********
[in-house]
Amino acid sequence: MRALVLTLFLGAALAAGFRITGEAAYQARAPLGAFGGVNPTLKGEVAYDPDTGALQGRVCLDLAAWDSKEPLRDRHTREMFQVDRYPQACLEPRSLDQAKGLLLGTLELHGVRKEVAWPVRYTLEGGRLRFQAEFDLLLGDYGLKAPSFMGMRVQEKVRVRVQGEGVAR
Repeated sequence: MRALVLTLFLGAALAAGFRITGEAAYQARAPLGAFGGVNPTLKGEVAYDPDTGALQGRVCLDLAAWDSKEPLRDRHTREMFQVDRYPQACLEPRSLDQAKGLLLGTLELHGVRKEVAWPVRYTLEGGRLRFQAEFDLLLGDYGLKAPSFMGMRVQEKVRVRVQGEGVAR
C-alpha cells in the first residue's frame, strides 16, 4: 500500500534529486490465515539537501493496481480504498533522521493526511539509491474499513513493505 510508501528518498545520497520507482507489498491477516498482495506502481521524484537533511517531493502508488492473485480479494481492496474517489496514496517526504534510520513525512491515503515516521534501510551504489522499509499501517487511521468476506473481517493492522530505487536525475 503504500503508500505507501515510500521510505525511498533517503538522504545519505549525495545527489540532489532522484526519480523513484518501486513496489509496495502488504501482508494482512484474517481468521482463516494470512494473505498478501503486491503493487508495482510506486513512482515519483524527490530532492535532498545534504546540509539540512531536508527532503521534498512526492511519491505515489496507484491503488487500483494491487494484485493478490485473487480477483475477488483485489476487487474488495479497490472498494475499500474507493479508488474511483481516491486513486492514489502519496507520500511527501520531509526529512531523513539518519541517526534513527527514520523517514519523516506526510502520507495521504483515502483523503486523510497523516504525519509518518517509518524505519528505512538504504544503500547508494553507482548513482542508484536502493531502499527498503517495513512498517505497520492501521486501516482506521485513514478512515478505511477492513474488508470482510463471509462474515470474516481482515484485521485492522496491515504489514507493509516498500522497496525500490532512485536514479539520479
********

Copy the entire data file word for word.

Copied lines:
[in-house]
Amino acid sequence: MRALVLTLFLGAALAAGFRITGEAAYQARAPLGAFGGVNPTLKGEVAYDPDTGALQGRVCLDLAAWDSKEPLRDRHTREMFQVDRYPQACLEPRSLDQAKGLLLGTLELHGVRKEVAWPVRYTLEGGRLRFQAEFDLLLGDYGLKAPSFMGMRVQEKVRVRVQGEGVAR
Repeated sequence: MRALVLTLFLGAALAAGFRITGEAAYQARAPLGAFGGVNPTLKGEVAYDPDTGALQGRVCLDLAAWDSKEPLRDRHTREMFQVDRYPQACLEPRSLDQAKGLLLGTLELHGVRKEVAWPVRYTLEGGRLRFQAEFDLLLGDYGLKAPSFMGMRVQEKVRVRVQGEGVAR
C-alpha cells in the first residue's frame, strides 16, 4: 500500500534529486490465515539537501493496481480504498533522521493526511539509491474499513513493505 510508501528518498545520497520507482507489498491477516498482495506502481521524484537533511517531493502508488492473485480479494481492496474517489496514496517526504534510520513525512491515503515516521534501510551504489522499509499501517487511521468476506473481517493492522530505487536525475 503504500503508500505507501515510500521510505525511498533517503538522504545519505549525495545527489540532489532522484526519480523513484518501486513496489509496495502488504501482508494482512484474517481468521482463516494470512494473505498478501503486491503493487508495482510506486513512482515519483524527490530532492535532498545534504546540509539540512531536508527532503521534498512526492511519491505515489496507484491503488487500483494491487494484485493478490485473487480477483475477488483485489476487487474488495479497490472498494475499500474507493479508488474511483481516491486513486492514489502519496507520500511527501520531509526529512531523513539518519541517526534513527527514520523517514519523516506526510502520507495521504483515502483523503486523510497523516504525519509518518517509518524505519528505512538504504544503500547508494553507482548513482542508484536502493531502499527498503517495513512498517505497520492501521486501516482506521485513514478512515478505511477492513474488508470482510463471509462474515470474516481482515484485521485492522496491515504489514507493509516498500522497496525500490532512485536514479539520479